Source: www.marketwatch.com

Do you agree with this move by GWU?  Do you think other prestigious institutions will soon follow GWU's lead?  What will this mean for the test prep industry?

The cost of attending college begins to accrue in high school, not college, as many parents with good intentions shell out money for their kids to get SAT prep.  We are at the perfect place in time to stop being complicit in the crime of paying for expensive test prep services that do nothing more than help our children become test "gamers."  It begins with You!

Until next time!  C-los...out!  

Monday, July 27, 2015

Make Your Child's Hobby A Financial Literacy Opportunity

What's happening everyone!  Today I'm here to tell you how you could be possibly shortchanging your child's financial literacy development.

Interests.  We want our children to take something up, a hobby for example, because we know focusing on an activity is great for their brain's analytical development.  Whereas some children get absorbed by some things on their own, i.e., they don't need much in the form of parental motivation, other children need prodding.  We take them to specialty toy stores, science museums, the zoo, and in general, places we think would interest our children.  Eventually, these kids do find something they like and want more of.

I've seen kids that are Lego geniuses, capable of building the Star Wars Death Star with one hand tied behind their backs.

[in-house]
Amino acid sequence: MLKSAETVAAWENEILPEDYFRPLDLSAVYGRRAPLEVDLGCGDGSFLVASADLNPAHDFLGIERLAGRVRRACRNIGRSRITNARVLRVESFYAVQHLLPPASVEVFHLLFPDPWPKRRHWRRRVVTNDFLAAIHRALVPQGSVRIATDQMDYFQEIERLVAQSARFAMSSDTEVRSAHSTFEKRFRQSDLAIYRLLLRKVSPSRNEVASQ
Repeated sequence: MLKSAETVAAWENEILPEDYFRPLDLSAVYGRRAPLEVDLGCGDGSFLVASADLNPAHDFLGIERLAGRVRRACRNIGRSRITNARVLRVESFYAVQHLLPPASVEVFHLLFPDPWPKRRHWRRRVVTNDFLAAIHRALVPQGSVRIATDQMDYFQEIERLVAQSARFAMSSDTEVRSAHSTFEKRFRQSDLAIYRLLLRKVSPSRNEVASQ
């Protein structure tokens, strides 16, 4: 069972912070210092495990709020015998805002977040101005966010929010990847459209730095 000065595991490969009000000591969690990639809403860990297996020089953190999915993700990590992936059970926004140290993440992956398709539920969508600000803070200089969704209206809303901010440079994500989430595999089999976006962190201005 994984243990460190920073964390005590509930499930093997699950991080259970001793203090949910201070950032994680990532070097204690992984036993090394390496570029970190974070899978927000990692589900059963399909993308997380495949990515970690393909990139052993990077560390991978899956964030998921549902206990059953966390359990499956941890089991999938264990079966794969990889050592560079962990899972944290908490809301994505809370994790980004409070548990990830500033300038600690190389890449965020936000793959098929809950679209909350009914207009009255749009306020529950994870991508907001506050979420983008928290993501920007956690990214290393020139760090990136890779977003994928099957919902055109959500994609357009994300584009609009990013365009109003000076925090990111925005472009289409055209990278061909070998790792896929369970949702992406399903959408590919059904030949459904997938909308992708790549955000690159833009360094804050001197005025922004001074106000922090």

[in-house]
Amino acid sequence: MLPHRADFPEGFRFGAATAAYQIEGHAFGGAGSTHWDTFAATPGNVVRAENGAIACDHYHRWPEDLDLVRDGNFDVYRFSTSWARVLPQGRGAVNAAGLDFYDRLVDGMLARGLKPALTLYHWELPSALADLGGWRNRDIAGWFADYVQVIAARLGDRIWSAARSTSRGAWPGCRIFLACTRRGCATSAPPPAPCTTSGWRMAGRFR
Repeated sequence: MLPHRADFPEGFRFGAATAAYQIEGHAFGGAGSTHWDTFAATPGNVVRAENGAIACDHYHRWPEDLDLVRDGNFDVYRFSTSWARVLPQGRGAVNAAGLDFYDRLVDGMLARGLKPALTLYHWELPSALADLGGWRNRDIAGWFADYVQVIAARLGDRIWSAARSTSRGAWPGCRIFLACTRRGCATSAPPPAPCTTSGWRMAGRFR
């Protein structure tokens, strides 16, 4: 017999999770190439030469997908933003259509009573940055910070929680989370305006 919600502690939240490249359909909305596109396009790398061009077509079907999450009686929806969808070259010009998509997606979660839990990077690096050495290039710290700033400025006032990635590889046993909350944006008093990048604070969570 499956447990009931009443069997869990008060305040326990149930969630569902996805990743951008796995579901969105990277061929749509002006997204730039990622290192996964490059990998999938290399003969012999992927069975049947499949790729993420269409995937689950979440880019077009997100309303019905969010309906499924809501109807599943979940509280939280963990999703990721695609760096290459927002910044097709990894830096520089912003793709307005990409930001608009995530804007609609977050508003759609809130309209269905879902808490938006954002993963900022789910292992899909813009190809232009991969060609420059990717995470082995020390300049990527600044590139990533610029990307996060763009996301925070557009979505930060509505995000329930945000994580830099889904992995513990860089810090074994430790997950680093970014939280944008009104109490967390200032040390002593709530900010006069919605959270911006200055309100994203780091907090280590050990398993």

I've been impressed by children on YouTube video who play instruments (guitar, piano, etc.) like professionals.  No doubt these children started "playing" with their instrument of choice as toddlers.  Some kids like spending time in the garden with their green thumb mom or dad.

In the same way adults are asked to consider taking a "hobby" to the next level, so should children.  For example, I have a retired friend who has been building bicycles, like literally taking a bike frame and adding parts one by one until creating a masterpiece, for over twenty years.  He loves bicycles.  He rides them, and custom builds them for his family and friends.  Recently, he has started building custom bikes for people in his central coast CA community.  They are paying him for his skill and eye in finding great deals (on frames, parts, etc.) on Craigslist.  He has taken his hobby and turned it into a way to make extra money on the side.